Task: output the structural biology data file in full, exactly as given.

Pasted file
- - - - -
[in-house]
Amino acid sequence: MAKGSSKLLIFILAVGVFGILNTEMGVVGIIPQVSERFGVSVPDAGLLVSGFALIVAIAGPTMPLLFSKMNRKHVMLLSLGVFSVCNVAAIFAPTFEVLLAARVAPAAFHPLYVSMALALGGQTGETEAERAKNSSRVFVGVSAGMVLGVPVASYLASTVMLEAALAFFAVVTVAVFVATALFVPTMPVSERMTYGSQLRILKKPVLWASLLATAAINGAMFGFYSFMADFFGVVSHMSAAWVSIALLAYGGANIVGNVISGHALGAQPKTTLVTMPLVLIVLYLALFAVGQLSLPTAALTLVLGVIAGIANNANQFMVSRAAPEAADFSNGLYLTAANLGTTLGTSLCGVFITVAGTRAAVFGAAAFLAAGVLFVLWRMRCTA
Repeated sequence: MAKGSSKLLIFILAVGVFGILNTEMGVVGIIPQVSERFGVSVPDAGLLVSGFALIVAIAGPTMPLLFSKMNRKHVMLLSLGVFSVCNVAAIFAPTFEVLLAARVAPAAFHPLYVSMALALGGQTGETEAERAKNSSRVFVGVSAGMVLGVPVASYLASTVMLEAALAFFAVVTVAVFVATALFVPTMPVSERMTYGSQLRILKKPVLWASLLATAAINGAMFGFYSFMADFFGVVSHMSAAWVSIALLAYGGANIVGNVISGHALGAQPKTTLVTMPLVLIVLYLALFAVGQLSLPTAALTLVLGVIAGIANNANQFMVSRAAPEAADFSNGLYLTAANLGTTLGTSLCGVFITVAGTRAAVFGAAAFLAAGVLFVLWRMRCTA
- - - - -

[in-house]
Amino acid sequence: MAKGSSKLLIFILAVGVFGILNTEMGVVGIIPQVSERFGVSVPDAGLLVSGFALIVAIAGPTMPLLFSKMNRKHVMLLSLGVFSVCNVAAIFAPTFEVLLAARVAPAAFHPLYVSMALALGGQTGETEAERAKNSSRVFVGVSAGMVLGVPVASYLASTVMLEAALAFFAVVTVAVFVATALFVPTMPVSERMTYGSQLRILKKPVLWASLLATAAINGAMFGFYSFMADFFGVVSHMSAAWVSIALLAYGGANIVGNVISGHALGAQPKTTLVTMPLVLIVLYLALFAVGQLSLPTAALTLVLGVIAGIANNANQFMVSRAAPEAADFSNGLYLTAANLGTTLGTSLCGVFITVAGTRAAVFGAAAFLAAGVLFVLWRMRCTA
Repeated sequence: MAKGSSKLLIFILAVGVFGILNTEMGVVGIIPQVSERFGVSVPDAGLLVSGFALIVAIAGPTMPLLFSKMNRKHVMLLSLGVFSVCNVAAIFAPTFEVLLAARVAPAAFHPLYVSMALALGGQTGETEAERAKNSSRVFVGVSAGMVLGVPVASYLASTVMLEAALAFFAVVTVAVFVATALFVPTMPVSERMTYGSQLRILKKPVLWASLLATAAINGAMFGFYSFMADFFGVVSHMSAAWVSIALLAYGGANIVGNVISGHALGAQPKTTLVTMPLVLIVLYLALFAVGQLSLPTAALTLVLGVIAGIANNANQFMVSRAAPEAADFSNGLYLTAANLGTTLGTSLCGVFITVAGTRAAVFGAAAFLAAGVLFVLWRMRCTA